Wide-ranging, politically charged collection of 27 narratives from around the globe.
This collection opens with an astonishing fact: “50 percent of all the books in translation now published worldwide are translated from English, but only 6 percent are translated into English.” In conjunction with the well-known ignorance of most Americans about global politics—or even global geography—that statistic is reason enough for this absorbing book. Composed of poems, short stories and excerpts from novels, the anthology gathers the work of writers from Iran, India, China, Korea, Romania, Iraq and Palestine, among others. Each text is introduced by a writer more likely to be known to a U.S. audience, including a handful of relatively well-known ones like Cynthia Ozick and Jonathan Safran Foer, but many more by internationally acclaimed writers like the Nobelists Naguib Mahfouz and Günter Grass. And while this is a rich and impressive anthology, it is also uneven. This is less the fault of the primary text than of the introductions. Many of them strain to describe the qualities of the writer they introduce, lingering over images and themes in abstract, self-involved language. Some show a real flair for identifying the cultural and historical resonance of the writer they’re presenting; those who do this well (Wole Soyinka, for example) drop the reader right into the center of the narrative. The pieces themselves are all gems. Of special note: the wrenching work of Chinese writer Ma Jian; the beautiful prose of Indonesian writer Seno Gumira Ajidarma; and the acute social eye of Iranian writer Goli Taraghi.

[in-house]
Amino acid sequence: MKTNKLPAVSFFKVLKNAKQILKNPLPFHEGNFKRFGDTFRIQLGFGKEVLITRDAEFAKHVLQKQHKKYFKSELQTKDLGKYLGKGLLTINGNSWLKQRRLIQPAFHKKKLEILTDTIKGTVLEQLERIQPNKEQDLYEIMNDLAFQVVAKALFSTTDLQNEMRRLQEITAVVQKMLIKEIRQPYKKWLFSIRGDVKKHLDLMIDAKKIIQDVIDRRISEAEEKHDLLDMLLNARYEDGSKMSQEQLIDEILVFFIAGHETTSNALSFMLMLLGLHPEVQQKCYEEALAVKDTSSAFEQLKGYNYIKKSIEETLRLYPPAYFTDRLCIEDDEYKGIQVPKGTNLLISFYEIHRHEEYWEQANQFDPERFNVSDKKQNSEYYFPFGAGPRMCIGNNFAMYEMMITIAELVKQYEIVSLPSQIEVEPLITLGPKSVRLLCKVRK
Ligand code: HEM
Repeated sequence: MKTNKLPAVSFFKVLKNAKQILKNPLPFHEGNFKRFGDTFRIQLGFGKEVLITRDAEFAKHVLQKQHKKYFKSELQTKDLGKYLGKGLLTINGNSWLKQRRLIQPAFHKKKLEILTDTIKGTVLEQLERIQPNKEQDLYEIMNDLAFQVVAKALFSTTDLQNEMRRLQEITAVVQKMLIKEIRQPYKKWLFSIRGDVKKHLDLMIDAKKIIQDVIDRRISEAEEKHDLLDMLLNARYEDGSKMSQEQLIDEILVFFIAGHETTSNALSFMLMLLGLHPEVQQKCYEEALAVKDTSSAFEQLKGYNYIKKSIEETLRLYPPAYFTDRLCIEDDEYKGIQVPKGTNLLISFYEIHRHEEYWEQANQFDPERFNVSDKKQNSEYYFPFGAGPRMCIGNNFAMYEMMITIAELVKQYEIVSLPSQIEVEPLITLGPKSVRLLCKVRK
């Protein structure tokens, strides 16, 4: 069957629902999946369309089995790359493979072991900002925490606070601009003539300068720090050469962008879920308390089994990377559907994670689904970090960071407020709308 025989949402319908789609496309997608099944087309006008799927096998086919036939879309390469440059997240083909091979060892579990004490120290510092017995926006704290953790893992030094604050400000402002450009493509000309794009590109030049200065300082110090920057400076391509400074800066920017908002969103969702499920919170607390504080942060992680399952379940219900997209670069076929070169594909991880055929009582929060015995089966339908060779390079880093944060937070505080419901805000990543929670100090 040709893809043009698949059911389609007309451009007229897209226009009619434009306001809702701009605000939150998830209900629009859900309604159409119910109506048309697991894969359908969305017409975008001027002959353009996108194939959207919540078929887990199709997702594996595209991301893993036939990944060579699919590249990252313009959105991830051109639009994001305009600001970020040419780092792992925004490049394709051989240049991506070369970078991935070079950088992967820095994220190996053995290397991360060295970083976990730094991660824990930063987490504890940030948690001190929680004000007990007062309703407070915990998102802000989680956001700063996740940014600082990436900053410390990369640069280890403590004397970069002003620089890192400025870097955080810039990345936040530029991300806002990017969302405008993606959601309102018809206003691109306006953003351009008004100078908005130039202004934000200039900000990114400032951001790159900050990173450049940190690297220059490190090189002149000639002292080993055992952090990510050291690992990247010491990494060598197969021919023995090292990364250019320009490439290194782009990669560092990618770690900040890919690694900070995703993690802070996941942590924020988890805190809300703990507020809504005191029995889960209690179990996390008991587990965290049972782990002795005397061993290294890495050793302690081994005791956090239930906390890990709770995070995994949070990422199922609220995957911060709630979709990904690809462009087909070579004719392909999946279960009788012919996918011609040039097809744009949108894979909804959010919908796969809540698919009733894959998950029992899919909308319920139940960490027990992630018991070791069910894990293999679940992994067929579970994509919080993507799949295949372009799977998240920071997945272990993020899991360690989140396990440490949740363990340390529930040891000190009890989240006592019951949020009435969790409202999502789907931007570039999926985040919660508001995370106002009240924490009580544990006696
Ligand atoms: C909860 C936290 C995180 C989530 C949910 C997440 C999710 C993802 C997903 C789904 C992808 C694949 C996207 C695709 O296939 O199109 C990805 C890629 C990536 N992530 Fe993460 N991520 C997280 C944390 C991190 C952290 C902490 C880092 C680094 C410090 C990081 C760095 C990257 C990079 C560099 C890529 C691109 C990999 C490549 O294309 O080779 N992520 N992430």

Imperfect, but one of the best introductions to non-Western writers there is.